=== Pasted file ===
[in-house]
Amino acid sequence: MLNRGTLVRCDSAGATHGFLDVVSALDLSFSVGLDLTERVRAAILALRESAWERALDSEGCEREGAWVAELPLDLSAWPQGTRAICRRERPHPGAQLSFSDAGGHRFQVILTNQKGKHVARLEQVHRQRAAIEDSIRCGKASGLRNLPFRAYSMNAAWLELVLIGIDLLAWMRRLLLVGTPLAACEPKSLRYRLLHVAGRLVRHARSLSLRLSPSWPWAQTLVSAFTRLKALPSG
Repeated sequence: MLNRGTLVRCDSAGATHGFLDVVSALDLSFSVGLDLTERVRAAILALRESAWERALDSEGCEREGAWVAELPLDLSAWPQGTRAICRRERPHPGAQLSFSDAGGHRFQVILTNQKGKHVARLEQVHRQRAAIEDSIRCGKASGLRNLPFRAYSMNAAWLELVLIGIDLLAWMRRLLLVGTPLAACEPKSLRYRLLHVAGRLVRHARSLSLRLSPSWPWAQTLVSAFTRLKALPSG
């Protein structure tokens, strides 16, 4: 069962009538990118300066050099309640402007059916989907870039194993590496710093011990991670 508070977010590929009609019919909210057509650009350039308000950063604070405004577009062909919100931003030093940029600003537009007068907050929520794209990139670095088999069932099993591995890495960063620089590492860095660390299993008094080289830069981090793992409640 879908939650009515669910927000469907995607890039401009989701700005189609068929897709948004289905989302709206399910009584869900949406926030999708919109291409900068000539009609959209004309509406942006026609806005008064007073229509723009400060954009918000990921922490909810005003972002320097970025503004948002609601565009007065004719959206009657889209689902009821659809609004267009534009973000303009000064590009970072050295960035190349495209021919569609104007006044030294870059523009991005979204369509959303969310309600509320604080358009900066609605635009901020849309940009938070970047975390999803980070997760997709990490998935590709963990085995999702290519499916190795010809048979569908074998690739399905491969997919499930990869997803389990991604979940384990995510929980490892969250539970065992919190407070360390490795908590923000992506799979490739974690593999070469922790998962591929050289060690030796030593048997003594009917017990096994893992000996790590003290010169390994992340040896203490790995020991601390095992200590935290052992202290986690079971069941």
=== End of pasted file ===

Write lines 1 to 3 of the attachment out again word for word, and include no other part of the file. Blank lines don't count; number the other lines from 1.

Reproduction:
[in-house]
Amino acid sequence: MLNRGTLVRCDSAGATHGFLDVVSALDLSFSVGLDLTERVRAAILALRESAWERALDSEGCEREGAWVAELPLDLSAWPQGTRAICRRERPHPGAQLSFSDAGGHRFQVILTNQKGKHVARLEQVHRQRAAIEDSIRCGKASGLRNLPFRAYSMNAAWLELVLIGIDLLAWMRRLLLVGTPLAACEPKSLRYRLLHVAGRLVRHARSLSLRLSPSWPWAQTLVSAFTRLKALPSG
Repeated sequence: MLNRGTLVRCDSAGATHGFLDVVSALDLSFSVGLDLTERVRAAILALRESAWERALDSEGCEREGAWVAELPLDLSAWPQGTRAICRRERPHPGAQLSFSDAGGHRFQVILTNQKGKHVARLEQVHRQRAAIEDSIRCGKASGLRNLPFRAYSMNAAWLELVLIGIDLLAWMRRLLLVGTPLAACEPKSLRYRLLHVAGRLVRHARSLSLRLSPSWPWAQTLVSAFTRLKALPSG